News Update :

Seniors Go Social

Tuesday, June 24, 2008

We’ve already established that seniors read and publish blogs. Now a new study by the AARP and Center for the Digital Future finds that seniors are increasingly social on the web. Here’s a summary of findings, primarily comparing respondents over 50 to those under 50.

They are more active in some ways:
•They are more likely to check the web for news—at least once a day, sometimes several times a day.
•Those who are members of online communities are more likely to log onto their community sites at least once a day.
•They are more likely to engage in social activism as a result of participation in online communities.
•They are more likely to play online games.
They are equally likely to engage in certain activities or have certain Internet-related attitudes:
•They are equally likely to research products online before purchasing offline.
•They are equally likely to feel the importance of using the Internet to maintain social relationships.
•They are equally likely to say that their online communities are important.
Younger users, especially those under 20, are still dependent on the Internet for content and communications tools:
•Younger users are more likely to say that the Internet is an important source of information, but the number of respondents who agree with this statement has grown since 2002.
•Younger users are more likely to use instant messaging and to download videos.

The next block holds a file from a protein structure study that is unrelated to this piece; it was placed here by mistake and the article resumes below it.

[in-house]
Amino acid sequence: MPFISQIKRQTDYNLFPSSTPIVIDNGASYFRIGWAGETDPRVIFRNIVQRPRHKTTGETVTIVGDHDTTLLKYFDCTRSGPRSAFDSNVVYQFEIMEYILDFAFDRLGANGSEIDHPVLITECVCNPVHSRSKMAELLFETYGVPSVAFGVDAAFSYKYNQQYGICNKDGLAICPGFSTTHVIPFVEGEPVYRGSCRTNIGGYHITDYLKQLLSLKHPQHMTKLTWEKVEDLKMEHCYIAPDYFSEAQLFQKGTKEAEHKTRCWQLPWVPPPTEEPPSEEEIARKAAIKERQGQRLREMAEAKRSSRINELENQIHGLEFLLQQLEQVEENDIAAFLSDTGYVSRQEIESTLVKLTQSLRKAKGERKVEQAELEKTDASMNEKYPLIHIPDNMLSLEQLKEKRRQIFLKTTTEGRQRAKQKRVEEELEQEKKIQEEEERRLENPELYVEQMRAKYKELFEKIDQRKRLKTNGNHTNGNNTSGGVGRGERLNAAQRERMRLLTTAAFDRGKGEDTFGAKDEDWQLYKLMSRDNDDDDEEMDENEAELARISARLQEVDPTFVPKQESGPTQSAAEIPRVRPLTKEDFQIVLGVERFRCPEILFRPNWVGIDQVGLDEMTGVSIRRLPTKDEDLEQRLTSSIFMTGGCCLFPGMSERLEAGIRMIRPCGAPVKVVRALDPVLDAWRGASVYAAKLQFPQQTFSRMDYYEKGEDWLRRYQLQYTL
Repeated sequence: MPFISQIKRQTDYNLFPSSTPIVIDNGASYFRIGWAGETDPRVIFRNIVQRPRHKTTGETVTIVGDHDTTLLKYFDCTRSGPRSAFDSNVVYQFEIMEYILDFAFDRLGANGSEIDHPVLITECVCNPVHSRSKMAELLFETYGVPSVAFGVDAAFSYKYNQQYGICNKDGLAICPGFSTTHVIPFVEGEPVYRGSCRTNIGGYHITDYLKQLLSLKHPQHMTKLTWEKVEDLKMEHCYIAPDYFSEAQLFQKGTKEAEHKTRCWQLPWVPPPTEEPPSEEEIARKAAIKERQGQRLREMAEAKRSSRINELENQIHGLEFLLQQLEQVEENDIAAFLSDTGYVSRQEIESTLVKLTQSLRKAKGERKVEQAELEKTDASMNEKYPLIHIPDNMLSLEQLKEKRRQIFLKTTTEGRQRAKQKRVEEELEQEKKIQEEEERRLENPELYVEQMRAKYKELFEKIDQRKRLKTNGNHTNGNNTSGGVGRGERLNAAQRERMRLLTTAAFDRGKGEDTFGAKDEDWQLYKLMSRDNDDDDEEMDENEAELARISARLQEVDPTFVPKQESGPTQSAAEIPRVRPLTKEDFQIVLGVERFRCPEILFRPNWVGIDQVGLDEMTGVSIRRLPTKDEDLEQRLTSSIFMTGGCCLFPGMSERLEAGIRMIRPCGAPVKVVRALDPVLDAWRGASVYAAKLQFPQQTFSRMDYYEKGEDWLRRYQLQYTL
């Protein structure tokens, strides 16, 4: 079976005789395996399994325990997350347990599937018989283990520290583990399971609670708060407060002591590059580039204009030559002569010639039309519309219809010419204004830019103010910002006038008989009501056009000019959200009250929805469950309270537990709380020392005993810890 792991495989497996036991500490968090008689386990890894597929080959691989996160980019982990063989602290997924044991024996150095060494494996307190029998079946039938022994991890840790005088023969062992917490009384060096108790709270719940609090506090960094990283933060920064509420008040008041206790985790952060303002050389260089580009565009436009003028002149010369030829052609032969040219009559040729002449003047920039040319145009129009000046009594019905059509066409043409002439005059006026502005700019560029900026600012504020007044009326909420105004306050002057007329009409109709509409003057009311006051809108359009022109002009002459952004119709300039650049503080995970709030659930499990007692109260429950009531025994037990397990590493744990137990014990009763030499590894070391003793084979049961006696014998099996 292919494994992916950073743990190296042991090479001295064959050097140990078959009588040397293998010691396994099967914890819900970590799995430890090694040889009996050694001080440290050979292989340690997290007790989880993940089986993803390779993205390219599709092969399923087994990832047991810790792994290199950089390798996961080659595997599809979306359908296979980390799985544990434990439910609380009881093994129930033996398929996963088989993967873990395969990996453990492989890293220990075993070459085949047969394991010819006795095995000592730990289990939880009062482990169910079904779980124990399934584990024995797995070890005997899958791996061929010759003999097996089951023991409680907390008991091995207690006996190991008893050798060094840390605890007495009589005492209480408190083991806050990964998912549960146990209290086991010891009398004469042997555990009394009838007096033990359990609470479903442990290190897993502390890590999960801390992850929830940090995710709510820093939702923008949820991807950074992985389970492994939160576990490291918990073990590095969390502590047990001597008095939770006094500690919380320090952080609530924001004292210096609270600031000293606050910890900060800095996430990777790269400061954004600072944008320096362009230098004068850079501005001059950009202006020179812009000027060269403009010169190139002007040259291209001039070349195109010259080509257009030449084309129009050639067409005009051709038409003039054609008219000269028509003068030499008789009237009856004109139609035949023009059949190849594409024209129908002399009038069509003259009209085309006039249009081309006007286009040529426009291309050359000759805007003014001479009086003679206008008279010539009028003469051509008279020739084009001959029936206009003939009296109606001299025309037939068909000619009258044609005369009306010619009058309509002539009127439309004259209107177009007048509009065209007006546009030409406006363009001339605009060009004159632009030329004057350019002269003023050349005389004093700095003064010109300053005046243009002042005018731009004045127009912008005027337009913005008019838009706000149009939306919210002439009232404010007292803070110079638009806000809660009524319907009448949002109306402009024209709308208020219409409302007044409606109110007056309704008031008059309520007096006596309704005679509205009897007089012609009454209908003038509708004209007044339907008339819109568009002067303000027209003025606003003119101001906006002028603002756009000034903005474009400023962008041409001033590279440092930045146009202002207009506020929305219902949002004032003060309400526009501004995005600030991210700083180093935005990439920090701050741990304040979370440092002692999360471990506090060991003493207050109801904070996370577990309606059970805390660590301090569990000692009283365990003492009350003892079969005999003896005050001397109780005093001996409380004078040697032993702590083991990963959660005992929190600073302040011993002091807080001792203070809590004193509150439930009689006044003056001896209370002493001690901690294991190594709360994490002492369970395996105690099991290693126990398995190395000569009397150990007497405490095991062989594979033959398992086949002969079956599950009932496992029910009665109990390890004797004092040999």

This table from eMarketer (June 10, 2008) presents comparable data from another recent study. No one is surprised by the fact that younger users to more of virtually all the activities or that email is ubiquitous. Try reading across the rows from right to left. It’s also not a surprise that the frequency of use grows as you move down the age cohorts. Is is a surprise how much the activities increase and how active the 45 to 54 age group is?

AARP has long been a huge user of direct mail for membership acquisition. Their bi-monthly magazine has long enjoyed the highest circulation of any magazine. It helps to maintain that dominance with age-based publications;
Rate Base: 23.5 million
50s edition: 7.6 million
60s edition: 7.5 million
70s edition: 8.4 million

AARP has not let the Internet grass grow under its feet, however. In April they relaunched their website with a greater focus on interactivity and social connectivity. One aspect was the establishment of Bulletin Today page. To better understand the AARP perspective on seniors, note that they offer a RSS headline feed as well as email subscriptions to their weekly newsletter.

I registered for the Bulletin page to see what was going on. They immediately established my personal page and sent me to the profile page. They even offered me help in filling it out! Way cool! When they sent an email confirmation, it stressed that “you'll find exciting new ways to get involved, express yourself, and connect with others.” They keep reinforcing the connectivity message. Even cooler!

As far as I can tell, it’s a success. According to Kevin Donnellan, Executive Vice President and Chief Communications Officer, “Our Web site,, is experiencing steady growth among people 50+. Not only are they visiting our site for information, but they are also using our social networking, gaming, and news channels in ever-increasing numbers as this study confirms.”

Seniors are online. They are connecting with content and people there. Marketers who understand the needs of this cohort—growing not only in numbers but in technological sophistication—can indeed connect with them online.
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